Building and renovating a home can be shockingly expensive. While individual items may not seem too expensive, every little doorknob, cabinet hinge, and floor tile add up to one costly and time-consuming project. It’s tempting to want to save money however you can on your building renovation, but how can you cut costs without cutting corners? One solution is to shop at local secondhand stores, such as a Habitat for Humanity ReStore, where you can donate and purchase gently used building materials, lumber, cabinets, doors, windows, and more. While it can take a little more time to find what you need, secondhand shops often have better quality materials at a better price than new retail stores, and you’ll find items that are more special to you and your home. In short, shopping secondhand for renovation materials can help you save money, create a unique home, and protect the planet!
Plenty of people are aware of the benefits of buying secondhand furniture, clothing, and home décor, but what does it mean to shop for secondhand building materials, and how can you be sure you’re getting a good deal? Learn more about why you should visit your local architectural salvage stores, vintage resale shops, and yard sales to save money on your home renovation, tips for finding the best deals, and which items to pass on.
Good for your wallet, your home, and the planet
The most obvious reason to consider shopping from second hand stores is to save money on your renovation. Many stores sell salvaged, gently used, and even new donated goods for a fraction of their retail price. Besides saving you money, buying from architectural salvage may also provide you with higher quality and more unique pieces. “You can no longer get the materials at any price that are the quality of antique materials — they simply do not exist,” architectural salvage store owner Noreen Parker explained to Bob Vila. From antique fireplace mantles to exotic wood flooring and vintage light fixtures, salvage stores offer a treasure trove of items that are sure to last for years — and earn you some compliments in the meantime.
On a more serious note, buying from second hand shops is also good for the planet. Construction and demolition projects produce approximately 600 million tons of debris waste each year, according to the Environmental Protection Agency. Up to 30% of all building materials brought into construction sites are never actually used in the project and end up being thrown out as waste (via BigRentz). Buying these materials secondhand helps resellers maintain their salvage business and continue saving these items from landfills.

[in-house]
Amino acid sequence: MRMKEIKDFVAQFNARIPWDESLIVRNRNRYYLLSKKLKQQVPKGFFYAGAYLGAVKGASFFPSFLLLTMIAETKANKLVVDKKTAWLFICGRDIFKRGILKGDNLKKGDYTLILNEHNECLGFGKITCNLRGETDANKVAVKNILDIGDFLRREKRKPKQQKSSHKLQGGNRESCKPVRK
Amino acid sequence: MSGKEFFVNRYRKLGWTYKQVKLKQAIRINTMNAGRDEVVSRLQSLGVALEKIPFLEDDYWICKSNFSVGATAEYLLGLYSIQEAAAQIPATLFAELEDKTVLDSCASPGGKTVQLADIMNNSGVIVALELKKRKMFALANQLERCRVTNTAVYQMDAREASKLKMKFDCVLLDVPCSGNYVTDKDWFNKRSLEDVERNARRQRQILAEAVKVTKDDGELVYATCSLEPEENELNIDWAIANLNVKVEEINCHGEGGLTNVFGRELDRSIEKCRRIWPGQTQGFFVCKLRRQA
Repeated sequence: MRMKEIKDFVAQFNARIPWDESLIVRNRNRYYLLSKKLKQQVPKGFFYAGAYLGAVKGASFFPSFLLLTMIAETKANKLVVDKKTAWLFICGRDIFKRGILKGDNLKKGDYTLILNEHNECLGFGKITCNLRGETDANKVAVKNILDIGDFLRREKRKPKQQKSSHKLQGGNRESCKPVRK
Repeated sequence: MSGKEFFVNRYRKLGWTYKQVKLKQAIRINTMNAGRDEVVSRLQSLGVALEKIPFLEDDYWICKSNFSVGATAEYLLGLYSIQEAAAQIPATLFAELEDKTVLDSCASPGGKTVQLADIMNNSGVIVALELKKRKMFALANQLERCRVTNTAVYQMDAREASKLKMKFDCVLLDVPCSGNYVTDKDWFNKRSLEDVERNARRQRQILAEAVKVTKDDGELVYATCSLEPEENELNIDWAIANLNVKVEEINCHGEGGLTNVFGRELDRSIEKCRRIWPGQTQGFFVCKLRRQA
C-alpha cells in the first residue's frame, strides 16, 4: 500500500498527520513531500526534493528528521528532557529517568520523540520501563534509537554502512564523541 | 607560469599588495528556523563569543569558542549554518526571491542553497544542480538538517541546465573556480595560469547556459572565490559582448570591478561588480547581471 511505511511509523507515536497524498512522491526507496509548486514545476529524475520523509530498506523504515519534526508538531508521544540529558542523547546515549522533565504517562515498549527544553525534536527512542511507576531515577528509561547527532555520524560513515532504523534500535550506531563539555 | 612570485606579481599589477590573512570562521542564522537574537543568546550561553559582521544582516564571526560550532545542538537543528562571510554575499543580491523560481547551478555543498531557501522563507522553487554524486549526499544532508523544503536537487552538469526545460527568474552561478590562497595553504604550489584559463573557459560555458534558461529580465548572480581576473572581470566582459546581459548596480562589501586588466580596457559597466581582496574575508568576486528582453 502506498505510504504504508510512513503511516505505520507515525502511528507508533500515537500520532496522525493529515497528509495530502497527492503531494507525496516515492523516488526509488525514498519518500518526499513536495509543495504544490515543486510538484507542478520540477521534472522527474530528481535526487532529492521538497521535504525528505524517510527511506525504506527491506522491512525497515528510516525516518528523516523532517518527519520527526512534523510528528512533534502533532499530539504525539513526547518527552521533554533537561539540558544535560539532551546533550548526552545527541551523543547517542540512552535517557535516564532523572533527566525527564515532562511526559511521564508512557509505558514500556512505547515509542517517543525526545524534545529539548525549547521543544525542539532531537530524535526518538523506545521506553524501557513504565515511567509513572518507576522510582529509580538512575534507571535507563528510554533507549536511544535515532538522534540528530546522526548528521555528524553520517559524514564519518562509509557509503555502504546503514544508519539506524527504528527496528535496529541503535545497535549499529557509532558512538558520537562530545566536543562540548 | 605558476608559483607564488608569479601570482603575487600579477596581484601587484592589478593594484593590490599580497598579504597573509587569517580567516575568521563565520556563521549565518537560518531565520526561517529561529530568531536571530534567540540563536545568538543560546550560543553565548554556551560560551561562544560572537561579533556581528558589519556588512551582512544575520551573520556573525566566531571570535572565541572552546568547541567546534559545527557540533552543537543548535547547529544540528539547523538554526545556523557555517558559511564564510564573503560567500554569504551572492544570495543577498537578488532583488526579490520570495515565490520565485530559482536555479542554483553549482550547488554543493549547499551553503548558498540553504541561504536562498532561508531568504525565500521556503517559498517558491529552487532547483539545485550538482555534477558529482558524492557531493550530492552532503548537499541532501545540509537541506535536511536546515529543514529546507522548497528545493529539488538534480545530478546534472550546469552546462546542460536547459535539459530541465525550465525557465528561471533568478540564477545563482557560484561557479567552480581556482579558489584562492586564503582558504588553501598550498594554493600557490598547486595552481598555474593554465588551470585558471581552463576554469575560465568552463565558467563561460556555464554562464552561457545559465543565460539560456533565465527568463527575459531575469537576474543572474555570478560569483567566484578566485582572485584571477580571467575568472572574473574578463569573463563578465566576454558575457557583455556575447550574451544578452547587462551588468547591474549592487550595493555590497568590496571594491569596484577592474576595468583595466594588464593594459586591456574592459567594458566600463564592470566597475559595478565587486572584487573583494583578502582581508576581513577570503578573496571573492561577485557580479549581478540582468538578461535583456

Smart tips for shopping secondhand
Shopping at salvage yards and other secondhand markets isn’t always a walk in the park. Because the merchandise shows up in a wide array of styles, ages, and conditions, you may have to spend some time searching through the piles. To ensure you have the best experience, come prepared with measurements from your home, arrive early to avoid the crowds, and most importantly, keep an open mind. You never know what you might find, so it’s good to have a general idea of what you need, but be flexible when it comes to the details. Finally, save yourself some digging time and talk to the owners and employees if you’re looking for something specific. Even if they don’t have it in stock, they may offer to call you when something similar comes in.
You can also consider bringing in your old and unused items to donate or trade. Some good things to buy and trade at salvage yards include tiles, countertops, bricks, hardware, landscaping materials, windows, doors, appliances, sinks, bathtubs, toilets, and more. If you’re lucky, some even cooler finds could include stained glass, handmade furniture, and vintage appliances and décor. Of course, shop smart and be wary of things like wet or warped materials, lead-painted décor, termites in wood, bed bug infestations, and items with missing keys. If you don’t have any architectural salvage locations near you, connect with your community through sites like Craigslist, Nextdoor, and Freecycle!